*Robot & Frank (PG-13)
You might see the trailer for Robot & Frank and think, "Well, Frank Langella's career is over." The film screams "cutsie," with Langella's character a daffy old man, the robot a sassy sidekick, and both of them exchanging eye-rolling one-liners. The old man will hate the robot, then he'll love it, then he'll die and everyone will be sad but remember him warmly.
Give credit to first-time feature filmmakers Jake Schreier and Christopher D. Ford, because only part of that prognosis is true. Frank (Langella) is a retired cat burglar who lives on his own but has increasing dementia that makes him do things such as rob his own home. His son, Hunter (James Marsden), makes a five-hour drive to visit as often as he can, but it's at the expense of his own family. And Frank's daughter, Madison (Liv Tyler), travels for a living in an unspecified occupation. So Hunter buys Frank a helper robot — the film is set in the "near future" — who will do his chores, enforce a regular schedule, make Frank eat right and be his companion.
Frank hates the robot, then he loves it. "Fuck this shit," he says when the robot (who is voiced by Peter Sarsgaard but remains unnamed) insists that they're going to start a garden. "I'm not that pathetic," he tells Hunter. But Hunter has given the robot a password that makes it impossible to turn off, so Frank's stuck with it. When he sees how tidy his place is and how well he's eating, Frank starts to warm up. It's when Frank discovers that the robot can be taught how to pick locks and help him conduct surveillance on possible robbery sites, however, that he really falls for it. After all, the robot encouraged him to pick up a hobby, so why not return to one he's familiar with?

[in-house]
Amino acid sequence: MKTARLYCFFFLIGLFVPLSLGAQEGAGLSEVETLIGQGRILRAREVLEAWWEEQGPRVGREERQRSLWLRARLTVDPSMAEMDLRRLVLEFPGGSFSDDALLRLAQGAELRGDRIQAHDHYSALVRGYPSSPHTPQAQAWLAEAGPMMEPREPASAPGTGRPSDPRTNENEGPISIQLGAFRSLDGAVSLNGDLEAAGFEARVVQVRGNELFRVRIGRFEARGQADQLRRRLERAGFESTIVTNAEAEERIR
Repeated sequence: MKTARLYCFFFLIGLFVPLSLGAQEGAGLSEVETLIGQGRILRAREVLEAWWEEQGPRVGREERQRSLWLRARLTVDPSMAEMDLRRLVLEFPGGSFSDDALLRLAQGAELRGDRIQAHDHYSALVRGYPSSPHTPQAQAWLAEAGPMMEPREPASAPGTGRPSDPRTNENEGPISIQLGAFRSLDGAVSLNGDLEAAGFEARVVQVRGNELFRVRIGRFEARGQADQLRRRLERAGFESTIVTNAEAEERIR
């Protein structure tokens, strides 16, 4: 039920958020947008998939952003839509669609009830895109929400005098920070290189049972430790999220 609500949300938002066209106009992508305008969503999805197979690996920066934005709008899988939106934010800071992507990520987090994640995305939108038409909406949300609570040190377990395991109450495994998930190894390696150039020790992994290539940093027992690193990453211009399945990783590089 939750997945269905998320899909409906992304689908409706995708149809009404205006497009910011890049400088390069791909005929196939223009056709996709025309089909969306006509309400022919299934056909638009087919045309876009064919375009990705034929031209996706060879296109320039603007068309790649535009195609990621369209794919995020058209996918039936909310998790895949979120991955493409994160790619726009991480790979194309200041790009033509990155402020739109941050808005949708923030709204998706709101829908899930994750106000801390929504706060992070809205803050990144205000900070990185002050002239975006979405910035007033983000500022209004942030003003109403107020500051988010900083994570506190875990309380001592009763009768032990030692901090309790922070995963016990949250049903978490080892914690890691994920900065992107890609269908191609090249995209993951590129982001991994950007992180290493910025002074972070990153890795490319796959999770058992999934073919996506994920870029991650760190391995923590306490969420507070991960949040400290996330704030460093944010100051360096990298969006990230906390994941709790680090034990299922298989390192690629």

Drawing Frank as a salty-tongued ex-con helps cut down the film's saccharine levels tremendously. The tone is light but there aren't really any jokes (except maybe for a scene of bot-to-bot small talk that definitely registers as cutsie), just natural conversations — at least, as natural as you can get between humans and a machine. Frank even has a love interest (Susan Sarandon), a librarian who's forced to contend with the future-is-now herself when a new owner wants to overhaul the library and bring it into the digital world. Their attraction is very gently and realistically alluded to and not in an embarrassing see-the-seniors-flirt! manner; the main relationship here is between Frank and his aide.
Better, Robot & Frank soon turns into a bit of a crime drama, with Frank doing a couple of jobs that attract attention. There is a bit of sentimentality in these last chapters, with the robot becoming a piece of evidence. Another quibble is that it's not exactly clear why the film ends the way it does, especially considering that it adds to the treacle. Considering the Lifetime movie it threatened to be, however, this bit of sugar is tolerably sweet.